The Chicago, Rock Island & Pacific Railroad went out of business in 1980. After a long futile struggle against competing railroads, trucks on the interstate, and high labor costs, Rock Island’s stockholders finally persuaded U.S. District Court Judge Frank McGarr that their railroad–operating in bankruptcy since 1975–was worth more dead than alive. The offices at 332 S. Michigan were closed, the freight trains and switch engines stopped operating, the employees were laid off, and the Rock’s court-appointed trustee, William Gibbons, began liquidating company assets: real estate, rolling stock, locomotives, and 11,000 miles of line running across 13 midwestern and western states.

Chartered by the Illinois General Assembly in 1847, the company broke ground for its first right-of-way at Clark and 22nd in 1851. A primitive steam locomotive called the Rocket pulled the inaugural train of dignitaries out to the end of the track at Joliet on October 10, 1852, but no facilities for turning a locomotive had yet been built there. The return trip to Chicago was made with the engine pushing.

The original end of the Rock Island line had been its namesake city on the Mississippi, site of the U.S. Army’s Rock Island arsenal. But the directors had ambitions. They extended the road to Omaha, the starting point of the railroad Union Pacific had begun building toward the west coast after the Civil War.

Trying to reach Omaha may have been the Rock’s undoing. At the peak of the nation’s 19th-century railroad- building lunacy, no less than six different carriers built lines between Chicago and Omaha, all vying for the California traffic that needed connections east. In the 1960s an Interstate Commerce Commission report called the Chicago-Omaha railroad corridor the most overbuilt in the nation. It predicted a shakeout.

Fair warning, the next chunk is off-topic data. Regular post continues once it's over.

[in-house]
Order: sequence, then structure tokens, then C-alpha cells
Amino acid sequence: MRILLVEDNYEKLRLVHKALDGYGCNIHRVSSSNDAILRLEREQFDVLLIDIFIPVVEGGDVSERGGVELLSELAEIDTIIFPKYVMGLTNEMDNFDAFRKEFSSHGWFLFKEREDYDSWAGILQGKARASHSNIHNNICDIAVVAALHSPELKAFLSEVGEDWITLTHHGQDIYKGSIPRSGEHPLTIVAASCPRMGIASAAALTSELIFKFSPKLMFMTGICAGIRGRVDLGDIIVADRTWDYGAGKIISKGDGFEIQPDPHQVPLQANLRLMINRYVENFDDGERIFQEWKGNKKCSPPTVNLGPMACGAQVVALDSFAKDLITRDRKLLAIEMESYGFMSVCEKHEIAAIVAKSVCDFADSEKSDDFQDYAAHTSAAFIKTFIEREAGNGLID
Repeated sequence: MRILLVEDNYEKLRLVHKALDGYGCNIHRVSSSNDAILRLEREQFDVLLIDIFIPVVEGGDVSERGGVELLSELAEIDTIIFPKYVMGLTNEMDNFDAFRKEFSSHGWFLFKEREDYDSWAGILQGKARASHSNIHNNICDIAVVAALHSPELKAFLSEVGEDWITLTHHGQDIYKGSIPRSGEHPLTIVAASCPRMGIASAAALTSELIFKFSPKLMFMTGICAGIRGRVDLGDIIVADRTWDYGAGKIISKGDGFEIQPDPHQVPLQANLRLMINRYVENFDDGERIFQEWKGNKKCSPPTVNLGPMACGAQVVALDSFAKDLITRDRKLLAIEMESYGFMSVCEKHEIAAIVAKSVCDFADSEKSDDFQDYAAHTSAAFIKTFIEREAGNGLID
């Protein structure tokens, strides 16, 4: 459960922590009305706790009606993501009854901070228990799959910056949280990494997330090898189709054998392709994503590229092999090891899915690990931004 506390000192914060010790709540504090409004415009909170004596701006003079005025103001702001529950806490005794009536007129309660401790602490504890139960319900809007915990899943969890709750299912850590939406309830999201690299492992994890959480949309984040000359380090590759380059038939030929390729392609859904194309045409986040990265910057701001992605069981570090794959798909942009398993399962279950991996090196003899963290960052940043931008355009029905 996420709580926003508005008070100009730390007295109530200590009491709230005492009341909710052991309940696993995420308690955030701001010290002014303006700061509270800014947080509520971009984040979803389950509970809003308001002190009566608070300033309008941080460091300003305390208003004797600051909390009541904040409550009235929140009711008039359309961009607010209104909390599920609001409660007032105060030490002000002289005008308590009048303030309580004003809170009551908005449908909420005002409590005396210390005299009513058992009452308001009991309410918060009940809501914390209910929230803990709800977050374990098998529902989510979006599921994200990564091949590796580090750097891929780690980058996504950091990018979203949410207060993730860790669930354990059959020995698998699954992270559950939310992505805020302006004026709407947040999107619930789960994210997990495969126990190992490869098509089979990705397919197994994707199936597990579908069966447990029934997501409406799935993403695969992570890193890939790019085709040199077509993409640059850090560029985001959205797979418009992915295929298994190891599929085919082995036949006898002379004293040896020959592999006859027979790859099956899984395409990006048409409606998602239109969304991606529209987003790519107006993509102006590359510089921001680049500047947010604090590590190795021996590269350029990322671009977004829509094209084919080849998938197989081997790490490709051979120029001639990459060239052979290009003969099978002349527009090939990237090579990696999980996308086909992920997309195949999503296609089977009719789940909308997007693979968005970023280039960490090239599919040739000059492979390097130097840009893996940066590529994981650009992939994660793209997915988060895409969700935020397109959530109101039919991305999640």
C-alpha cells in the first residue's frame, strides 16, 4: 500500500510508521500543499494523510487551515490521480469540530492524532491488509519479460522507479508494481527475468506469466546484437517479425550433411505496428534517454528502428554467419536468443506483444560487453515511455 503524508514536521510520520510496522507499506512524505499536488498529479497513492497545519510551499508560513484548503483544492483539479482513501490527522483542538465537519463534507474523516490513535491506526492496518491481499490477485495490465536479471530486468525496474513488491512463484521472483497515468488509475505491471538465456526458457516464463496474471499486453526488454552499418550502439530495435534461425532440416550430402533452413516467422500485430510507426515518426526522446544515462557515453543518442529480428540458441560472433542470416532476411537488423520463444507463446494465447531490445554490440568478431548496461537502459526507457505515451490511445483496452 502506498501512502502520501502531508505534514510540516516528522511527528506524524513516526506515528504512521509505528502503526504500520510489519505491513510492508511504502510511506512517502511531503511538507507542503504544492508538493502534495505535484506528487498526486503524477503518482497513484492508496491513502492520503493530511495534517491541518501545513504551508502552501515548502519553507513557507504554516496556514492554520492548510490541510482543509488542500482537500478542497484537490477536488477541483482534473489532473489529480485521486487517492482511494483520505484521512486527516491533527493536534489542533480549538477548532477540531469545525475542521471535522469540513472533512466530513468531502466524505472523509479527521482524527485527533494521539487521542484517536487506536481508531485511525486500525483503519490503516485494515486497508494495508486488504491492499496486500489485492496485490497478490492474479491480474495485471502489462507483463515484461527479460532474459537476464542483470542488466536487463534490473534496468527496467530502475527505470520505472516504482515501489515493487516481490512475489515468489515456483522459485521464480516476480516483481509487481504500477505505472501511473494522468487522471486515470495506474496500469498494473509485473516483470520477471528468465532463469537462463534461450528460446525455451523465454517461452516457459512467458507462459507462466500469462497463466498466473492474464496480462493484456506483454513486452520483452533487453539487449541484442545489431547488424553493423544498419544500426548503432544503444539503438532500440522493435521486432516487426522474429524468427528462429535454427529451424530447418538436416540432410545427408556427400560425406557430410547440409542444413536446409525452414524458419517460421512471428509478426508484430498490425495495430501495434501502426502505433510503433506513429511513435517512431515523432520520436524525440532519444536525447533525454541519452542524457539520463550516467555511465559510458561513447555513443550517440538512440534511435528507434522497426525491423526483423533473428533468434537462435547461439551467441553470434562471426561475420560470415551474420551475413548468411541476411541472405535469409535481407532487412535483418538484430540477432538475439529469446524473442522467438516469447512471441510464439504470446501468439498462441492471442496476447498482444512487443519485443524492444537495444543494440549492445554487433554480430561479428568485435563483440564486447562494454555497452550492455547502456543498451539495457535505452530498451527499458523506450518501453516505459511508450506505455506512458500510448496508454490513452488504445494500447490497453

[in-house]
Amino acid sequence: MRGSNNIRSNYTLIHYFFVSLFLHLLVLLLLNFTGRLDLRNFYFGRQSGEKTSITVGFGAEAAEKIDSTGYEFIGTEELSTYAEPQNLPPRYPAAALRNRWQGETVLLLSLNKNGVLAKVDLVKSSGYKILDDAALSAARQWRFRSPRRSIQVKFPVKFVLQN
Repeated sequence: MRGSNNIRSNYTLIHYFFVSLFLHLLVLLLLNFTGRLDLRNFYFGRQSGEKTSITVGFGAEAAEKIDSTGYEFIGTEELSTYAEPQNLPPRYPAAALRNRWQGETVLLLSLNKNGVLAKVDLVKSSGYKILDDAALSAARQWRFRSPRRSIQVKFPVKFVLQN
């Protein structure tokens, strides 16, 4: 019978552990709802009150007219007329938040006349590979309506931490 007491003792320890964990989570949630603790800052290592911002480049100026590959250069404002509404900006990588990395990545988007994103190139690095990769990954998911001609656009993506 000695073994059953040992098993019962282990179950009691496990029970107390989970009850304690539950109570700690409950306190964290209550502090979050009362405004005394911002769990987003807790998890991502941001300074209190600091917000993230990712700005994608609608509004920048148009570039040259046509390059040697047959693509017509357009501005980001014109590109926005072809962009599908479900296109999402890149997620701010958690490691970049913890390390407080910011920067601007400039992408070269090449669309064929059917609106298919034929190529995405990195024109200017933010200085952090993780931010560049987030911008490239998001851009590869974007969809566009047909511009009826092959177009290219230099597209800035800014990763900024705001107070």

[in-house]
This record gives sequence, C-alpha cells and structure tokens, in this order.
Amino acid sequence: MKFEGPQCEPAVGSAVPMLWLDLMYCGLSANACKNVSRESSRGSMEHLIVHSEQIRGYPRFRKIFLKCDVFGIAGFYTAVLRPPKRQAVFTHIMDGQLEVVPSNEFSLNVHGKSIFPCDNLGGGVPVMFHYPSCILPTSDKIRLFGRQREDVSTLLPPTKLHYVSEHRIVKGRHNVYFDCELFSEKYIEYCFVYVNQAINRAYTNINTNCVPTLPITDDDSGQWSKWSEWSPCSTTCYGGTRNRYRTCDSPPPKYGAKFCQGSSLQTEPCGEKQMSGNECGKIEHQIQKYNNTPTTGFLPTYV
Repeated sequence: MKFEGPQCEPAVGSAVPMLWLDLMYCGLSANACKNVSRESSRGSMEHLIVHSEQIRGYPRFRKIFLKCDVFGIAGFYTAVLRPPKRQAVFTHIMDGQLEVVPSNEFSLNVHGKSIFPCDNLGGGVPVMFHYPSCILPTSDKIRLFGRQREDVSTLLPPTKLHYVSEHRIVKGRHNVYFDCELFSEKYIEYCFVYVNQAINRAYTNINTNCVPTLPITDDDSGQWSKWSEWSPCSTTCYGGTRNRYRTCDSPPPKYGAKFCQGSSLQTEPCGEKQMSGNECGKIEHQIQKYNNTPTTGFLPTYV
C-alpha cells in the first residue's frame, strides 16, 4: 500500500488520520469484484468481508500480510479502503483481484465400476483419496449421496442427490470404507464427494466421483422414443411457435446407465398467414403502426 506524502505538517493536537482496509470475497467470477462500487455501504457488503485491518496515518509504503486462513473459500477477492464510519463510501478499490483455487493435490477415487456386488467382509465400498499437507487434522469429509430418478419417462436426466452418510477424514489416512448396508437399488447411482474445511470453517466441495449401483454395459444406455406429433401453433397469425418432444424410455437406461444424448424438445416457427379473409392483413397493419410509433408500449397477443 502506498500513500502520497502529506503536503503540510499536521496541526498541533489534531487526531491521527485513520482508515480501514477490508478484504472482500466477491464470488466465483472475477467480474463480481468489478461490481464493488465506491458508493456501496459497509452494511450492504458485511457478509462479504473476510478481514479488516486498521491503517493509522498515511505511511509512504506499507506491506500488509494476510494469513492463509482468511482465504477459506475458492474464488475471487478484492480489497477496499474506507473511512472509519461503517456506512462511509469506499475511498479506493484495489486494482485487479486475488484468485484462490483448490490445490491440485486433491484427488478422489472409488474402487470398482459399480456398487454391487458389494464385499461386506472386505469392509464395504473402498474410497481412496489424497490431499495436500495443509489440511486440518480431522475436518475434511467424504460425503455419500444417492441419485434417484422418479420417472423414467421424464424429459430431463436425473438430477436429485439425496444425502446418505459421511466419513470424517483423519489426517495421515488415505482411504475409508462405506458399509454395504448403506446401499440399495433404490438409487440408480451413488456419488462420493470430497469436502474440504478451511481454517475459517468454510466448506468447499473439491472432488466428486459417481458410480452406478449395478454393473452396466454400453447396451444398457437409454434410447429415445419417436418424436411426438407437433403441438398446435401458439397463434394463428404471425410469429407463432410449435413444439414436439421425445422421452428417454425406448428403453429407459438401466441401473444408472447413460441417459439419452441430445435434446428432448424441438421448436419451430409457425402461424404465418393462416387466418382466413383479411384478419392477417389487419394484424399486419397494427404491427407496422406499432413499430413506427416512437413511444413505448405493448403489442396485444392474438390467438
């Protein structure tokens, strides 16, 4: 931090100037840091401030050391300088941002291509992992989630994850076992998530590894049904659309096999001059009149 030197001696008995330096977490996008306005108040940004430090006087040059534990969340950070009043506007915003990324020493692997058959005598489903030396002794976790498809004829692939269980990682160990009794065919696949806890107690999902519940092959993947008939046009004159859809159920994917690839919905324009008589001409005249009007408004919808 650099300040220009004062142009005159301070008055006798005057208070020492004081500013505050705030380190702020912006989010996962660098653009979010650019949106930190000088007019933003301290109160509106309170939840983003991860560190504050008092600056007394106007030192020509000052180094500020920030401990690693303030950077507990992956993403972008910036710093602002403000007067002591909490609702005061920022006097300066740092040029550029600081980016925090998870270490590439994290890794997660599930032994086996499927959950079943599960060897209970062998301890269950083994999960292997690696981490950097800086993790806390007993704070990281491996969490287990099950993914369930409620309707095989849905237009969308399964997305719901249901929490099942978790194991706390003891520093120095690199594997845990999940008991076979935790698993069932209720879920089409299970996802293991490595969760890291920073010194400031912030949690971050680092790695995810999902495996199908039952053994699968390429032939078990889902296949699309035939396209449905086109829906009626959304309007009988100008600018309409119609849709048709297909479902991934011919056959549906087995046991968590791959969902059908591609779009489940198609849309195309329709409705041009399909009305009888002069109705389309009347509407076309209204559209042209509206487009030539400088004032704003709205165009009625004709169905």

The 1970s and ’80s proved the commission correct. Two big companies closed their routes in the corridor. A third sold its route to entrepreneurs who secured employee give-backs that made the line successful. But the Rock went bust, and all its lines shut down.

Angry partisans of the railroad hinted at skulduggery. They said billionaire Chicago industrialist Henry Crown, who had gained control of the Rock after World War II by snapping up its moribund mortgage bonds at ten cents on the dollar, wanted the carrier dead because its real estate was worth more than its value as a functioning railroad. Critics charged that Crown, who died August 14 at the age of 94, effectively pushed the Rock into bankruptcy by slashing budgets for track improvements that could have made the railroad competitive.

“Back in the 1960s,” says one ex-employee, “the engineering department bought a whole bunch of new ties to be installed in the main line between Blue Island and Joliet. The ties were distributed along the right of way and were waiting for the crews to install them when Henry Crown cut the budget for track labor. The ties never were installed, and eventually the home owners along the tracks picked them up and dragged them away. You can go out to Tinley Park today and see some lovely vegetable gardens that have Rock Island ties for borders. Perfect ties–not a spike hole in ’em.”

Deferred maintenance took its toll on the Rock’s traffic. As the track and roadbed got rougher, train speeds had to be cut to avoid accidents. Even at lower speeds the trains derailed with increasing frequency. Disgusted shippers switched to trucks. After Easter weekend in 1975 a spokesman told the papers, “We filed for bankruptcy on Good Friday, and there was no resurrection on Easter.”